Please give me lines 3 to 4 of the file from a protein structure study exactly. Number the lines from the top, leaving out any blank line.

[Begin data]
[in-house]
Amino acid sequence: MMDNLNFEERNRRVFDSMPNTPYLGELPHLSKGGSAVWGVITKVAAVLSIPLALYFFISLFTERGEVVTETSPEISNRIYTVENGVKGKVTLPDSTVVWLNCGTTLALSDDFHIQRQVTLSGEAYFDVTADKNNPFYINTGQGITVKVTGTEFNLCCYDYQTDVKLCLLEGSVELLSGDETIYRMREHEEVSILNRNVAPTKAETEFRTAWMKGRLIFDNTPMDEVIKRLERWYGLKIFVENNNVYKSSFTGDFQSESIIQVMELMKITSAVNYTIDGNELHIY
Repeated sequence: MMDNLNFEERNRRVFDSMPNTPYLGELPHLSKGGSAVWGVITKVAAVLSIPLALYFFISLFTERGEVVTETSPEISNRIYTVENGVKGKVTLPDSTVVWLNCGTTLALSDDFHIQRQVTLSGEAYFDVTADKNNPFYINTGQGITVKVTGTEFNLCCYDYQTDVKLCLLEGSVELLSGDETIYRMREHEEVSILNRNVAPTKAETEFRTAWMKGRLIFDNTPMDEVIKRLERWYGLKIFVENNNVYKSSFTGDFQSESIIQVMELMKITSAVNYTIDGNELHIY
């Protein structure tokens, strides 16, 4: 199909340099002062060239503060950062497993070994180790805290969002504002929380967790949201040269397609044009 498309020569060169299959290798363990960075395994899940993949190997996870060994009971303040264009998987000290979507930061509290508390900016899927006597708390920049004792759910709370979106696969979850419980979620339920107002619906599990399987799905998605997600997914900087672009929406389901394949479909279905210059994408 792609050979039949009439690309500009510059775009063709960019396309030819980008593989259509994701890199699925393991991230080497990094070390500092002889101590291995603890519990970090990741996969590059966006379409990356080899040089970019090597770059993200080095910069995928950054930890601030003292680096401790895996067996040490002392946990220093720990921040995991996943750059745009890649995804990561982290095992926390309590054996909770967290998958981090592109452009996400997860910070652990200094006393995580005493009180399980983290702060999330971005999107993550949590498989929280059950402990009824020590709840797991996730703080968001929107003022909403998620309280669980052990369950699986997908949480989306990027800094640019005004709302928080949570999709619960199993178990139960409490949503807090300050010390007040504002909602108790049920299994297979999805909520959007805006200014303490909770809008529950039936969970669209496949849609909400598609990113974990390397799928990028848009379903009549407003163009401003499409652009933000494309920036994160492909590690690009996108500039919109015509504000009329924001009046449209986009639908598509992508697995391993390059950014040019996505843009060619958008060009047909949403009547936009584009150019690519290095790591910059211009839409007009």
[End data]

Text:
Repeated sequence: MMDNLNFEERNRRVFDSMPNTPYLGELPHLSKGGSAVWGVITKVAAVLSIPLALYFFISLFTERGEVVTETSPEISNRIYTVENGVKGKVTLPDSTVVWLNCGTTLALSDDFHIQRQVTLSGEAYFDVTADKNNPFYINTGQGITVKVTGTEFNLCCYDYQTDVKLCLLEGSVELLSGDETIYRMREHEEVSILNRNVAPTKAETEFRTAWMKGRLIFDNTPMDEVIKRLERWYGLKIFVENNNVYKSSFTGDFQSESIIQVMELMKITSAVNYTIDGNELHIY
């Protein structure tokens, strides 16, 4: 199909340099002062060239503060950062497993070994180790805290969002504002929380967790949201040269397609044009 498309020569060169299959290798363990960075395994899940993949190997996870060994009971303040264009998987000290979507930061509290508390900016899927006597708390920049004792759910709370979106696969979850419980979620339920107002619906599990399987799905998605997600997914900087672009929406389901394949479909279905210059994408 792609050979039949009439690309500009510059775009063709960019396309030819980008593989259509994701890199699925393991991230080497990094070390500092002889101590291995603890519990970090990741996969590059966006379409990356080899040089970019090597770059993200080095910069995928950054930890601030003292680096401790895996067996040490002392946990220093720990921040995991996943750059745009890649995804990561982290095992926390309590054996909770967290998958981090592109452009996400997860910070652990200094006393995580005493009180399980983290702060999330971005999107993550949590498989929280059950402990009824020590709840797991996730703080968001929107003022909403998620309280669980052990369950699986997908949480989306990027800094640019005004709302928080949570999709619960199993178990139960409490949503807090300050010390007040504002909602108790049920299994297979999805909520959007805006200014303490909770809008529950039936969970669209496949849609909400598609990113974990390397799928990028848009379903009549407003163009401003499409652009933000494309920036994160492909590690690009996108500039919109015509504000009329924001009046449209986009639908598509992508697995391993390059950014040019996505843009060619958008060009047909949403009547936009584009150019690519290095790591910059211009839409007009």